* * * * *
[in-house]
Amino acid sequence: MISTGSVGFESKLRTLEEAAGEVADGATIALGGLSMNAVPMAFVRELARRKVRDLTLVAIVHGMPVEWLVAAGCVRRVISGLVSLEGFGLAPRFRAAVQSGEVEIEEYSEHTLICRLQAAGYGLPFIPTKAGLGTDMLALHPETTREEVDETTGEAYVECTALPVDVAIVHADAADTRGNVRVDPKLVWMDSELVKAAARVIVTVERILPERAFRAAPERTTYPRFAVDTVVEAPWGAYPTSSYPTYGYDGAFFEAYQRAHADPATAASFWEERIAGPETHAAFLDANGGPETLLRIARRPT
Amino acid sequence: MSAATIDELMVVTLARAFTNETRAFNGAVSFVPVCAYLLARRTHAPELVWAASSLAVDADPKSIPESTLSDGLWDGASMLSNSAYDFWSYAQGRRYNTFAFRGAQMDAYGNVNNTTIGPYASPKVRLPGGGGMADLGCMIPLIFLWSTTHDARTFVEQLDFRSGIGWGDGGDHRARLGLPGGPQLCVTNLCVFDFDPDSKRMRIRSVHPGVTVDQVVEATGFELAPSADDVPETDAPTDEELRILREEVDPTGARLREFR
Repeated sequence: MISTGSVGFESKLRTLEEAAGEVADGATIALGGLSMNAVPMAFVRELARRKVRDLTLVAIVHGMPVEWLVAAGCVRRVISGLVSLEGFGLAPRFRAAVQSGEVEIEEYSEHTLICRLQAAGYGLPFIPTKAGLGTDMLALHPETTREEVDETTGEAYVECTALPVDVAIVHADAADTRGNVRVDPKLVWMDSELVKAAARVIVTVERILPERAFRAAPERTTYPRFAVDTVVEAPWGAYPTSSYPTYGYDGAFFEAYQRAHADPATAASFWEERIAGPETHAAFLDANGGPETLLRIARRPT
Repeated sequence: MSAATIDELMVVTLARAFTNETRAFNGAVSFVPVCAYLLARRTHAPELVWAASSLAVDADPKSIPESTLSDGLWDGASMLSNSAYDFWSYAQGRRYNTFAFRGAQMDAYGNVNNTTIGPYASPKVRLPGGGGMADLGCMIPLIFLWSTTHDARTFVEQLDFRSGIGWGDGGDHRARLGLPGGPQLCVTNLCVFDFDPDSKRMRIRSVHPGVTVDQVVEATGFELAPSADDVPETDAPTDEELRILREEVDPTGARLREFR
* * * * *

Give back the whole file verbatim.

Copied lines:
[in-house]
Amino acid sequence: MISTGSVGFESKLRTLEEAAGEVADGATIALGGLSMNAVPMAFVRELARRKVRDLTLVAIVHGMPVEWLVAAGCVRRVISGLVSLEGFGLAPRFRAAVQSGEVEIEEYSEHTLICRLQAAGYGLPFIPTKAGLGTDMLALHPETTREEVDETTGEAYVECTALPVDVAIVHADAADTRGNVRVDPKLVWMDSELVKAAARVIVTVERILPERAFRAAPERTTYPRFAVDTVVEAPWGAYPTSSYPTYGYDGAFFEAYQRAHADPATAASFWEERIAGPETHAAFLDANGGPETLLRIARRPT
Amino acid sequence: MSAATIDELMVVTLARAFTNETRAFNGAVSFVPVCAYLLARRTHAPELVWAASSLAVDADPKSIPESTLSDGLWDGASMLSNSAYDFWSYAQGRRYNTFAFRGAQMDAYGNVNNTTIGPYASPKVRLPGGGGMADLGCMIPLIFLWSTTHDARTFVEQLDFRSGIGWGDGGDHRARLGLPGGPQLCVTNLCVFDFDPDSKRMRIRSVHPGVTVDQVVEATGFELAPSADDVPETDAPTDEELRILREEVDPTGARLREFR
Repeated sequence: MISTGSVGFESKLRTLEEAAGEVADGATIALGGLSMNAVPMAFVRELARRKVRDLTLVAIVHGMPVEWLVAAGCVRRVISGLVSLEGFGLAPRFRAAVQSGEVEIEEYSEHTLICRLQAAGYGLPFIPTKAGLGTDMLALHPETTREEVDETTGEAYVECTALPVDVAIVHADAADTRGNVRVDPKLVWMDSELVKAAARVIVTVERILPERAFRAAPERTTYPRFAVDTVVEAPWGAYPTSSYPTYGYDGAFFEAYQRAHADPATAASFWEERIAGPETHAAFLDANGGPETLLRIARRPT
Repeated sequence: MSAATIDELMVVTLARAFTNETRAFNGAVSFVPVCAYLLARRTHAPELVWAASSLAVDADPKSIPESTLSDGLWDGASMLSNSAYDFWSYAQGRRYNTFAFRGAQMDAYGNVNNTTIGPYASPKVRLPGGGGMADLGCMIPLIFLWSTTHDARTFVEQLDFRSGIGWGDGGDHRARLGLPGGPQLCVTNLCVFDFDPDSKRMRIRSVHPGVTVDQVVEATGFELAPSADDVPETDAPTDEELRILREEVDPTGARLREFR